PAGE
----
(Supporting 1) However, I feel, national issues are also important. This is because, many times, they are the ones who cause international issues to happen. Every crisis starts small. If every country makes an effort to tackle their national needs in the first place, there would be less international problems. Hence, good leaders need not always look beyond national interests. They are those who ensure their national needs are met first, before trying to help the world. For example, Euro zone’s PIIGS—Portugal, Ireland, Italy, Greece, and Spain—are burdened with increasingly unsustainable levels of public and private debt. Greece, especially, borrowed beyond its means and exacerbated the problem with lots of overspending, little economic production to make up the difference, and lying about its circumstances to prevent Euro zone authorities from realizing the true extent of the situation. As seen, the Greek government clearly overlooked the country’s national needs, and this set the tone for the Euro zone debt crisis. If each of the PIIGS had cared or done something about their national crisis sooner, the situation may not have affected the rest of the members in the Euro zone. Similarly for the issue on climate change, according to a 2014 research done at Concordia University, more than 60% of the anthropogenic global warming that occurred before 2005 was generated by just seven countries. They are the United States, China, Russia, Brazil, India, Germany and the United Kingdom. The US is the uncontested leader in contributing to global warming, as the researchers calculated that the US alone is responsible for a global temperature increase of 0.15₀C, a change that amounts to 20% of observable global warming. Out of these countries, many have now tackled their national energy usage problem, most notably Germany, whose transition from coal- and oil-fired power to carbon-free electricity hit a new milestone when solar, wind, and other sources of renewable energy met 78% of the day’s energy demand. If US, China had also followed in Germany’s footsteps quickly and focused more on their national need of using cleaner energy, problem of global warming may not have become so severe now. Hence, national issues are also of equal, or even greater, importance compared to international needs, and should be addressed first.
(Supporting 2) Leaders should also focus on national issues. This is because, the main duty of a government is to take care of its country’s needs; not to poke its nose into other countries’, or the world’s issues. This is especially true for countries that are a democracy. Since the government is only there because the citizens elected them in, they are expected to set the needs of their citizens their top priority. Such a government is supposed to be of their people, by their people, and for their people. By meddling in the world’s affairs, leaders may instead neglect their own country and citizens, and that, in the citizens’ eyes’, is not a good government. For example, USA’s military spending has always been high, due to them intervening or leading in many external wars, such as the War on Terror and the Afghanistan and Iraq invasions, and most recently in the Islamic State of Iraq and Syria (ISIS) crisis. The military budget for 2015 is 495.6 billion. This costs each taxpayer in the States more than $1500 dollars. If each person’s $1500 dollars went into providing free or cheaper healthcare or education for families who need it instead, the lives of many US citizens would be better. Hence, in this case, when countries intervene so excessively in international needs that there may be a potential backlash on its own citizens, it may be a time to reconsider priorities and strike a better balance between national and international interests by ensuring national needs are addressed first.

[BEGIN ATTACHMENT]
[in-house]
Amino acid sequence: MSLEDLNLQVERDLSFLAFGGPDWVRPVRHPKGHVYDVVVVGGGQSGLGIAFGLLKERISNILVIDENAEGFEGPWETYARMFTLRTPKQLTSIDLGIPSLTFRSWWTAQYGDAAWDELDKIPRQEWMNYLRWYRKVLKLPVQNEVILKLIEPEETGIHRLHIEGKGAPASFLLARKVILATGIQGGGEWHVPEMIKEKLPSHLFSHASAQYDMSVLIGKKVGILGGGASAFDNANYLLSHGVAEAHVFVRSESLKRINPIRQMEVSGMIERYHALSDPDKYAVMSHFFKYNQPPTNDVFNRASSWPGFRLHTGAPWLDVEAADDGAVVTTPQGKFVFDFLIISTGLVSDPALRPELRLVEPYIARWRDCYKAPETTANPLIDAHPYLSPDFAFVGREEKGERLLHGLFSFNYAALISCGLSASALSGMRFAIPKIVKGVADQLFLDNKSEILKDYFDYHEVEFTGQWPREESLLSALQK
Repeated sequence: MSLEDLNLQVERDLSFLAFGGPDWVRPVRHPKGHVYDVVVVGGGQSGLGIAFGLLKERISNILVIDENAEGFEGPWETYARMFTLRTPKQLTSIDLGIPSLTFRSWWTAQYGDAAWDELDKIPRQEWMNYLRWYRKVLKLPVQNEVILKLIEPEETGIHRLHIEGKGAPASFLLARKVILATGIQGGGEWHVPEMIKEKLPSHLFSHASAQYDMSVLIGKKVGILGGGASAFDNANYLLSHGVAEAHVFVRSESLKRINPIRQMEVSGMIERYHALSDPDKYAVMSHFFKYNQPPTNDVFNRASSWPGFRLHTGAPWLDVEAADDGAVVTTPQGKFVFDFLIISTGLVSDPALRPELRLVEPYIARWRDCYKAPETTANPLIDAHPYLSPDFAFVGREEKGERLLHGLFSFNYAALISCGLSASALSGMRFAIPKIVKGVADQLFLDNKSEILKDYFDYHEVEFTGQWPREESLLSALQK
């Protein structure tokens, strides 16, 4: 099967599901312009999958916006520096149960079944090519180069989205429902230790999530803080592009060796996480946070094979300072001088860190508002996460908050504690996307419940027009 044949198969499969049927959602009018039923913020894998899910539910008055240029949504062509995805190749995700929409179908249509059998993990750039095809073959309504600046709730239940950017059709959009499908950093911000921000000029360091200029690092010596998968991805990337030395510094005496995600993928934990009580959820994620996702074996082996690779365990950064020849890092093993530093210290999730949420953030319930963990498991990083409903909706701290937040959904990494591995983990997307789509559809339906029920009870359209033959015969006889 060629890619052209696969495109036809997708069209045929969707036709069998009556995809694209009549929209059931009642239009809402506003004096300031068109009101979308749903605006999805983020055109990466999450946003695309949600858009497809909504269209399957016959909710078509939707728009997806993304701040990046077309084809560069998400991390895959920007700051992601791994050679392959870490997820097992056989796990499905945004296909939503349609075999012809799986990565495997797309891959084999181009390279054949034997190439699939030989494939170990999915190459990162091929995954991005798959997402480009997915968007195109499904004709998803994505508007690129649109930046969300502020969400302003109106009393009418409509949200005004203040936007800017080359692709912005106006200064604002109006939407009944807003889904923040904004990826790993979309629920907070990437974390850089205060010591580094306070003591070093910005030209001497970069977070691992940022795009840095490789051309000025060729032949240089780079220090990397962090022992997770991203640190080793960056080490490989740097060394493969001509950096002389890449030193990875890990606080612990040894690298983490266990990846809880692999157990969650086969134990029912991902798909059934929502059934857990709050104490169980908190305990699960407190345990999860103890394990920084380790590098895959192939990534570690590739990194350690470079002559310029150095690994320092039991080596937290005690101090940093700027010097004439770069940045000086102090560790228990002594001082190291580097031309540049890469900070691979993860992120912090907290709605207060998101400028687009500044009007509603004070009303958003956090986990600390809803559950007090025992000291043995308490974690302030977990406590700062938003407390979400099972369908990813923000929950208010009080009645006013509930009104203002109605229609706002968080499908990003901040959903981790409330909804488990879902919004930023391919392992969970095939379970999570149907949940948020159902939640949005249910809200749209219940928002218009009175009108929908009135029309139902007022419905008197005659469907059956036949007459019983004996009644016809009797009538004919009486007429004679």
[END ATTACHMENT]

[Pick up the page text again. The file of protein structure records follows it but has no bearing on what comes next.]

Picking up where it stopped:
(Supporting 3) Lastly, for certain countries, good leaders are not those that look to international issues, but rather, those that focus on the immediate problems facing the nation and its people, and implements solutions quickly and efficiently so that the situation does not worsen. This is usually the case for countries where their own national needs are already severely lacking, specifically, the under-developed or developing countries. How can their governments think about helping other countries or about saving the world if their own people are dying from hunger in their backyards? For example, Zimbabwe, a South African nation, is one of the poorest in the world, and also has one of the lowest life expectancies. It also has one of the highest HIV/AIDS adult prevalence rates, and AIDS claims 1,300,000 lives annually. In Liberia, another African nation, each person, on average, lives on $226 a year. The string of civil wars in the country stopped a decade ago. However, the economic situation of the state and its infrastructure are still in a poor condition. Most of the people do not have money even for the basic things of prime necessity. Therefore, in these countries, it is pertinent, as the government, to address national needs first.